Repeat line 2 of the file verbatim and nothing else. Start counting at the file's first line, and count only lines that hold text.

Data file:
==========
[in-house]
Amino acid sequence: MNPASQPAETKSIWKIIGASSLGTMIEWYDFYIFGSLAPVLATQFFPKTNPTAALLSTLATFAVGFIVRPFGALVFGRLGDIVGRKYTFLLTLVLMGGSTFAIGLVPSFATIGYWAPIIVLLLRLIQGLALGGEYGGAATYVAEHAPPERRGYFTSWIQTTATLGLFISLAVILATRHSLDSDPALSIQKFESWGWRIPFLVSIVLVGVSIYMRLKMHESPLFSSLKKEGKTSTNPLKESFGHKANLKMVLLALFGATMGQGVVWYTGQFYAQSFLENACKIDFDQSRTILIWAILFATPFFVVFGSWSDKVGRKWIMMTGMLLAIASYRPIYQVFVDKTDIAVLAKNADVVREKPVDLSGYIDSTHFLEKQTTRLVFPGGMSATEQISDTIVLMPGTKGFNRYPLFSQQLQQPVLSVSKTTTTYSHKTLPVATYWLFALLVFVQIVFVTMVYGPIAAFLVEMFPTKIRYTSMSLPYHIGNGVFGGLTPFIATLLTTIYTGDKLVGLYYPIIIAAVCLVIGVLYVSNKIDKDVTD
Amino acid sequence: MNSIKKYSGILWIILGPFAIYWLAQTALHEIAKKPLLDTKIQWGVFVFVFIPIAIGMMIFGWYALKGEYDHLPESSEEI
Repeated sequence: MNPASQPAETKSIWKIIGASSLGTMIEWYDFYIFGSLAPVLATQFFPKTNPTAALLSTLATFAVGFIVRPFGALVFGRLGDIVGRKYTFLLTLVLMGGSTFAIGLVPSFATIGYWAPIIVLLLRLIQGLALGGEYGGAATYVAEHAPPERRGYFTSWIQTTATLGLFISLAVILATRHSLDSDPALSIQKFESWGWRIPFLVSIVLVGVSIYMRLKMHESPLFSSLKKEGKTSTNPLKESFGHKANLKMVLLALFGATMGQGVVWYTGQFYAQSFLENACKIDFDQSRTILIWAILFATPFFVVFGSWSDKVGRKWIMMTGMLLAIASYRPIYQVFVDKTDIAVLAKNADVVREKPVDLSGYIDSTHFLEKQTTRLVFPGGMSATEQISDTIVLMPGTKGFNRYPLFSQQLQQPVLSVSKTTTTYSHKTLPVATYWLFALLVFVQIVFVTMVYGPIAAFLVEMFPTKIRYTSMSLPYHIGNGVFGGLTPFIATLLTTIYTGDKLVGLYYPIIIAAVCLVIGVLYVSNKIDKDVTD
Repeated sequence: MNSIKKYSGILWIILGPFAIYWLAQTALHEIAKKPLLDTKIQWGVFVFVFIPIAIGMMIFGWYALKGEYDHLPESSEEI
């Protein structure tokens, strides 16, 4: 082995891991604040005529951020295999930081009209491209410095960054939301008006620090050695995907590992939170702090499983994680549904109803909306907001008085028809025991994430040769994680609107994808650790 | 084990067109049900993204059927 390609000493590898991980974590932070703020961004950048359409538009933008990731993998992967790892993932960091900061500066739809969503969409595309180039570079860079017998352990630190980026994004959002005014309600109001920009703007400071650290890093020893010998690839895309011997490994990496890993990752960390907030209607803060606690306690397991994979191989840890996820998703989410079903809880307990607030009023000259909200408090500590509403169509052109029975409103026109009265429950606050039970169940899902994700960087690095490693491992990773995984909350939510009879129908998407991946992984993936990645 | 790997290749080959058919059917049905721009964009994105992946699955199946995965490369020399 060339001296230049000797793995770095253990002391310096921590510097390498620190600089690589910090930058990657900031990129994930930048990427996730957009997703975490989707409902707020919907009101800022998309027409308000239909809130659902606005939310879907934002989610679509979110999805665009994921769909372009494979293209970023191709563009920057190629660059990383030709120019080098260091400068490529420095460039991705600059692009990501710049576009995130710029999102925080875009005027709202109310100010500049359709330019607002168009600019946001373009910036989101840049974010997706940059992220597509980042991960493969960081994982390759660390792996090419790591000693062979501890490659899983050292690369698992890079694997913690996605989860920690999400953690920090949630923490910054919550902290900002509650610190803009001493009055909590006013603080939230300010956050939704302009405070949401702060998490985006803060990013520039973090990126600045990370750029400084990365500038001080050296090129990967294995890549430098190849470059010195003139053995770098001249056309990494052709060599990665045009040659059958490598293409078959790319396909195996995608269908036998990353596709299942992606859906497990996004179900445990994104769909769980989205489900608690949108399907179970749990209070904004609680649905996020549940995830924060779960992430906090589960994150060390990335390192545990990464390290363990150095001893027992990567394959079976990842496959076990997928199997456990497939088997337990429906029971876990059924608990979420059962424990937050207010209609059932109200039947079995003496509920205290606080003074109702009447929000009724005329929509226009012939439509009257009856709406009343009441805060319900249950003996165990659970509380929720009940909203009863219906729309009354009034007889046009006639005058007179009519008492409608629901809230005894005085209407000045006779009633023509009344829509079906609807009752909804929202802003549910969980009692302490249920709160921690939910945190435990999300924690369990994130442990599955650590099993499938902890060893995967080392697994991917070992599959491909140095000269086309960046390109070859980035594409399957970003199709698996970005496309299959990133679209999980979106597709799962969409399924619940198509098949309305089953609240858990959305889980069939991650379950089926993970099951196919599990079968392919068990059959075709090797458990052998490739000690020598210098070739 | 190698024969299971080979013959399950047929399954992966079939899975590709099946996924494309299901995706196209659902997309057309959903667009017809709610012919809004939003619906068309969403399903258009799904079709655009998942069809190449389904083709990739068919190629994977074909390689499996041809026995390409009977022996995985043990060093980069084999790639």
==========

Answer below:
Amino acid sequence: MNPASQPAETKSIWKIIGASSLGTMIEWYDFYIFGSLAPVLATQFFPKTNPTAALLSTLATFAVGFIVRPFGALVFGRLGDIVGRKYTFLLTLVLMGGSTFAIGLVPSFATIGYWAPIIVLLLRLIQGLALGGEYGGAATYVAEHAPPERRGYFTSWIQTTATLGLFISLAVILATRHSLDSDPALSIQKFESWGWRIPFLVSIVLVGVSIYMRLKMHESPLFSSLKKEGKTSTNPLKESFGHKANLKMVLLALFGATMGQGVVWYTGQFYAQSFLENACKIDFDQSRTILIWAILFATPFFVVFGSWSDKVGRKWIMMTGMLLAIASYRPIYQVFVDKTDIAVLAKNADVVREKPVDLSGYIDSTHFLEKQTTRLVFPGGMSATEQISDTIVLMPGTKGFNRYPLFSQQLQQPVLSVSKTTTTYSHKTLPVATYWLFALLVFVQIVFVTMVYGPIAAFLVEMFPTKIRYTSMSLPYHIGNGVFGGLTPFIATLLTTIYTGDKLVGLYYPIIIAAVCLVIGVLYVSNKIDKDVTD